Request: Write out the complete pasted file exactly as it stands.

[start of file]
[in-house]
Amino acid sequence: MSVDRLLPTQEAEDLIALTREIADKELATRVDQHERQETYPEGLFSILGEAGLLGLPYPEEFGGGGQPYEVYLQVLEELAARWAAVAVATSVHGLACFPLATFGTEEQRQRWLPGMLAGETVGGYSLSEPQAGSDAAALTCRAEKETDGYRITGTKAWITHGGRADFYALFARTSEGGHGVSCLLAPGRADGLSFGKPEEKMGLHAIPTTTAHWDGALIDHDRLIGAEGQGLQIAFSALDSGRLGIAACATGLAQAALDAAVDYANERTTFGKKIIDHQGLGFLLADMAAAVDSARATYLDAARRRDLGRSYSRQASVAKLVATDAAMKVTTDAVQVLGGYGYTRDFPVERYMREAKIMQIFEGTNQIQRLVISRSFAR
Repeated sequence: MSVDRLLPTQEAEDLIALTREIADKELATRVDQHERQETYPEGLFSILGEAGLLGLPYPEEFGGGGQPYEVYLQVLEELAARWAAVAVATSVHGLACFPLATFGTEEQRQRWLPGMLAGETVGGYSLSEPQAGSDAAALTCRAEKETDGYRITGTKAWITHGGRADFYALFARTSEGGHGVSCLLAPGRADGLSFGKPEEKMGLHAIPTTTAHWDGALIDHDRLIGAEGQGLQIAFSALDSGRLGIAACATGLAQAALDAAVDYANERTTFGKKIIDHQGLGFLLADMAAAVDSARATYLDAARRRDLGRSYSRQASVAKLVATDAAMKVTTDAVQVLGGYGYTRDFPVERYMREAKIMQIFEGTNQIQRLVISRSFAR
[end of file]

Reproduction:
[in-house]
Amino acid sequence: MSVDRLLPTQEAEDLIALTREIADKELATRVDQHERQETYPEGLFSILGEAGLLGLPYPEEFGGGGQPYEVYLQVLEELAARWAAVAVATSVHGLACFPLATFGTEEQRQRWLPGMLAGETVGGYSLSEPQAGSDAAALTCRAEKETDGYRITGTKAWITHGGRADFYALFARTSEGGHGVSCLLAPGRADGLSFGKPEEKMGLHAIPTTTAHWDGALIDHDRLIGAEGQGLQIAFSALDSGRLGIAACATGLAQAALDAAVDYANERTTFGKKIIDHQGLGFLLADMAAAVDSARATYLDAARRRDLGRSYSRQASVAKLVATDAAMKVTTDAVQVLGGYGYTRDFPVERYMREAKIMQIFEGTNQIQRLVISRSFAR
Repeated sequence: MSVDRLLPTQEAEDLIALTREIADKELATRVDQHERQETYPEGLFSILGEAGLLGLPYPEEFGGGGQPYEVYLQVLEELAARWAAVAVATSVHGLACFPLATFGTEEQRQRWLPGMLAGETVGGYSLSEPQAGSDAAALTCRAEKETDGYRITGTKAWITHGGRADFYALFARTSEGGHGVSCLLAPGRADGLSFGKPEEKMGLHAIPTTTAHWDGALIDHDRLIGAEGQGLQIAFSALDSGRLGIAACATGLAQAALDAAVDYANERTTFGKKIIDHQGLGFLLADMAAAVDSARATYLDAARRRDLGRSYSRQASVAKLVATDAAMKVTTDAVQVLGGYGYTRDFPVERYMREAKIMQIFEGTNQIQRLVISRSFAR